To set up Oracle to authenticate a user against the OS, first create a user in linux/unix, then log into oracle as the sys user and create a corresponding user as follows. In this example, we'll assume that you created an OS-level user named dmuse:
CREATE USER ops$dmuse IDENTIFIED EXTERNALLY GRANT CONNECT TO ops$dmuse
Now you can log in as dmuse and connect to the database using sqlplus / and you will not be prompted for a username and password.
In the configuration file, set the runasuser attribute of the instance tag to the user that you want to connect as and leave out the user, password and oracle_sid parameters of the string attribute of the connection tag.
For example, here's a normal (non-OS-authentication) configuration which connects to the ora1 instance of oracle using testuser/testpassword:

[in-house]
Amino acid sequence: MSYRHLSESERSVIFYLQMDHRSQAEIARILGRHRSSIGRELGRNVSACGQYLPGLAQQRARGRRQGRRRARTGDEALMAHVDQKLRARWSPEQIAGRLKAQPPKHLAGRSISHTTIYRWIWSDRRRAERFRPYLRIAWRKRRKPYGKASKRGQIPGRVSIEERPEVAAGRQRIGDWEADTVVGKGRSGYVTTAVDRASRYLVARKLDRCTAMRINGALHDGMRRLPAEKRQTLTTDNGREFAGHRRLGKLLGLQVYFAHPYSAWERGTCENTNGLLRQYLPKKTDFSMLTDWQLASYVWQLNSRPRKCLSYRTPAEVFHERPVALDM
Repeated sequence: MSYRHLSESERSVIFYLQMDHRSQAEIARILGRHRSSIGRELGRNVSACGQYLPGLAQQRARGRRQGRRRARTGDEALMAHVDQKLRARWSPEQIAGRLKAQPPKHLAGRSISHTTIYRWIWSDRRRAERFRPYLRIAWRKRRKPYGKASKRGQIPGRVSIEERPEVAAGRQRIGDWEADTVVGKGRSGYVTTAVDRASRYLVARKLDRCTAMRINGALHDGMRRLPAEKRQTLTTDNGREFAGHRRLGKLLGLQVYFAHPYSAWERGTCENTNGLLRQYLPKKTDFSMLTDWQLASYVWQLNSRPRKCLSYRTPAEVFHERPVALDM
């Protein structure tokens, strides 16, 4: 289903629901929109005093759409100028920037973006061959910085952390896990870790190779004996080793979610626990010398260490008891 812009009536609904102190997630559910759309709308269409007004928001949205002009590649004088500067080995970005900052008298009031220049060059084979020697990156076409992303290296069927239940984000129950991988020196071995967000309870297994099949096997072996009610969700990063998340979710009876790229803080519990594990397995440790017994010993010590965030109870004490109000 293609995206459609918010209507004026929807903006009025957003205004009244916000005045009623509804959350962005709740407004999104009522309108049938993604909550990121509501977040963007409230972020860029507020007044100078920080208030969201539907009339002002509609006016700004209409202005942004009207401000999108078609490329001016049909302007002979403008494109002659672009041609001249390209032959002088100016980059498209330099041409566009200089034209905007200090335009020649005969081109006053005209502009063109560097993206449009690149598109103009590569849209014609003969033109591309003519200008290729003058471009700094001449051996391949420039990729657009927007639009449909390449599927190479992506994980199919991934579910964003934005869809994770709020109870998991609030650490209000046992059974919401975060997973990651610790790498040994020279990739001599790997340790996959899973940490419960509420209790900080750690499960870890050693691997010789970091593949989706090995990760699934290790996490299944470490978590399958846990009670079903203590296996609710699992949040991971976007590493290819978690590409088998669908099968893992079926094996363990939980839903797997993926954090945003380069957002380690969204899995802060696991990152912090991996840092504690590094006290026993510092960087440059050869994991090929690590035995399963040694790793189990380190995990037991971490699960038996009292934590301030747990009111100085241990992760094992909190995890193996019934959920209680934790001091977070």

<instance ... runasuser="oracle" ...> ... <connections> <connection ... string="user=testuser;password=testpassword;oracle_sid=ora1" .../> </connections> </instance>
Here's one that uses the oracle OS-user to connect. This is analagous to logging in as oracle and running sqlplus /:
<instance ... runasuser="oracle" ...> ... <connections> <connection ... string="" .../> </connections> </instance>
It's possible to set up an externally authenticated user to have access to other SID's and use sqlplus /@someotherschema to connect to them. To configure SQL Relay to connect to another schema, just add the oracle_sid parameter to the string attribute of the connection tag. For example, use the following to connect to ora1.
<connection ... string="oracle_sid=ora1" .../>
How old is your MySQL server?
Ancient versions of MySQL didn't support transactions at all. Old versions did, but only if you explicitly created tables using a table type that supports transactions like InnoDB:
create table testtable (col1 int) type=innodb
Modern versions create transaction-capable tables by default.